On Tuesday, leaders from CEC’s grassroots advocacy network from across the nation joined together in Washington, DC to implore policymakers to invest in special and gifted education programs rather than cut nearly $1 Billion from special education programs.
Starting on January 2, 2013, $990 million will be cut from all programs within the Individuals with Disabilities Education Act through a process called “sequestration” unless Congress acts to change this current law:
- IDEA Grants to States for school aged children (Part B) – Cut by $903 Million
- IDEA Preschool Grants (Part B sec. 619) – Cut by $29 Million
- IDEA Infants & Toddlers with Disabilities Program (Part C) – Cut by $35 Million
- IDEA National Support Programs (Part D) – Cut by $19 Million
- Special Education Research – Cut by $4 Million
CEC’s Children and Youth Action Network Coordinators (CAN) – CEC’s grassroots liaisons to each CEC state unit and division – explained to policymakers the significant impact this funding cut would have on children and youth with disabilities using data from a recent national survey and stories from their own hometowns. This recent survey of CEC members who are part of the Council for Administrators of Special Education (CASE), indicates that deep funding cuts would likely devastate local school districts’ ability to serve students with disabilities and mean more layoffs and less hiring.
According to the CEC/CASE Survey, if sequestration occurs:
- 81% Agree: There will be increased strain on the availability of services for students with disabilities.
- Over 95% Agree: There will be a hiring freeze and layoffs.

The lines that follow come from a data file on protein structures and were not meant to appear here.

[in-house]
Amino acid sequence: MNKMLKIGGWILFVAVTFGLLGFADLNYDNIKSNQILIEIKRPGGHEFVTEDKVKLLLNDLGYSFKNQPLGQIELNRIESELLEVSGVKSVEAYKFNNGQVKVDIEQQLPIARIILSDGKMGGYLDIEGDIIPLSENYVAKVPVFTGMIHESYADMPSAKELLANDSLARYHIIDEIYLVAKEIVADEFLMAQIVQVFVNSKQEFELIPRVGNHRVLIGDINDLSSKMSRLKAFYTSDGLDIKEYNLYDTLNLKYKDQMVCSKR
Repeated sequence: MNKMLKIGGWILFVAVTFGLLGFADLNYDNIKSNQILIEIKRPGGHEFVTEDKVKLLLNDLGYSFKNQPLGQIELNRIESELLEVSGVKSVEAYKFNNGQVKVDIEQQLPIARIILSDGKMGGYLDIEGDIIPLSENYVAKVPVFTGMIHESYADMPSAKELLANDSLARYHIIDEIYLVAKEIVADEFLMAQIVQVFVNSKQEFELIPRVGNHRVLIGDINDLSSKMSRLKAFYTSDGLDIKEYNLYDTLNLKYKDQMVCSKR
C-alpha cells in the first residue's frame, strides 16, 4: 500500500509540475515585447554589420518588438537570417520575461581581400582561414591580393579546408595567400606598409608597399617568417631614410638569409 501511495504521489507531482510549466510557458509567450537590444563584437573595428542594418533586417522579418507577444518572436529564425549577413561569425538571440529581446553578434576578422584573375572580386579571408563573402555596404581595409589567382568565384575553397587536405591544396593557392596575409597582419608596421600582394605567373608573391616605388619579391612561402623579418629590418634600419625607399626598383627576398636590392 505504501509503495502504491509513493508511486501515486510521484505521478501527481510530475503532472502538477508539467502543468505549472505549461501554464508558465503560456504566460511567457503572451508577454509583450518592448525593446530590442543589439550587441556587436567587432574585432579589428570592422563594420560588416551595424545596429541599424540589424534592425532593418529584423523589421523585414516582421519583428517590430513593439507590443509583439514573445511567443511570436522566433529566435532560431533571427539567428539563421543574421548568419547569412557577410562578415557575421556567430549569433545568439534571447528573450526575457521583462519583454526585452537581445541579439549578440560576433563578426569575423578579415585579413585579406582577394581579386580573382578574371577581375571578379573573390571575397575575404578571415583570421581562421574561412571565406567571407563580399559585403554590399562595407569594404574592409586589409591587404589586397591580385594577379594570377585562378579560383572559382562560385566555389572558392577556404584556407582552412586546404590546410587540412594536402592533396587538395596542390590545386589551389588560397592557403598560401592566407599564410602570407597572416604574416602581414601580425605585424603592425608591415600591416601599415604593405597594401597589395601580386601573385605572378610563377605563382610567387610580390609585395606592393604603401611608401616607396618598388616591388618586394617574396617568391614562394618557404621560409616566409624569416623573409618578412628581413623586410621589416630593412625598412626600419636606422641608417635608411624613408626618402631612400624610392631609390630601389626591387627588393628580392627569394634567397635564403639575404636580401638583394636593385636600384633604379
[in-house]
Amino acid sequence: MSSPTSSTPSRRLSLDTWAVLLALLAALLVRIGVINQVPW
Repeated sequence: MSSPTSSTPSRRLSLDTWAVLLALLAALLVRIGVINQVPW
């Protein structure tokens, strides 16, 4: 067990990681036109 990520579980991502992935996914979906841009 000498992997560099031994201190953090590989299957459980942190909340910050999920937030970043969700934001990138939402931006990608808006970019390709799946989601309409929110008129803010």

- 85% Agree: Their district will cut funding for purchase of resources including needed technology.
- 77% Agree: Their district will increase caseload.
- 79% Agree: Their district will reduce professional development.
CEC advocates’ message was clear: Congress must reject deep cuts to education programs, results would be devastating to children, schools and communities. But that wasn’t the advocate’s only message to Capitol Hill.
With the reauthorization – or rewriting – of the Elementary and Secondary Education Act (No Child Left Behind) long overdue and in legislative limbo due to the election season, advocates urged policymakers to better address the needs of students with disabilities and the professionals who work on their behalf in areas such as: assessments, accountability, evaluating teacher performance, among many other recommendations found here.
Advocates also urged for:
- Ratification of the United Nations Convention on the Rights of Persons with Disabilities which establishes international standards regarding the rights and freedoms of people with disabilities and a common basis for greater civic and political participation and self-sufficiency;
- Expanding the federal role of gifted and talented education;
- Supporting legislation to support the appropriate use of restraint and seclusion;
- Improving special education in charter schools;
- Opposing voucher programs; and
- Reauthorizating of the Workforce Investment Act: Priorities and Concerns for Students with Disabilities.
Advocacy works! Not only were advocates holding face-to-face meetings this week on Capitol Hill but thousands of special educators were taking action using CEC’s Legislative Action Center to urge the Senate Appropriations Committee to increase funding for special and gifted education. This week, the Committee voted to increase special education programs by $130 million! While this approval marks a significant step in the legislative process, there is still much work to do as the House of Representatives gets underway. Stay tuned for more information next week!
CEC is extremely grateful to have dedicated grassroots advocates who take the time from their busy schedules to travel to Washington, DC. Look for photos and more info on the meeting in the coming days!
Interested in becoming more involved in CEC’s advocacy initiatives? Email email@example.com to get on our advocacy mailing list.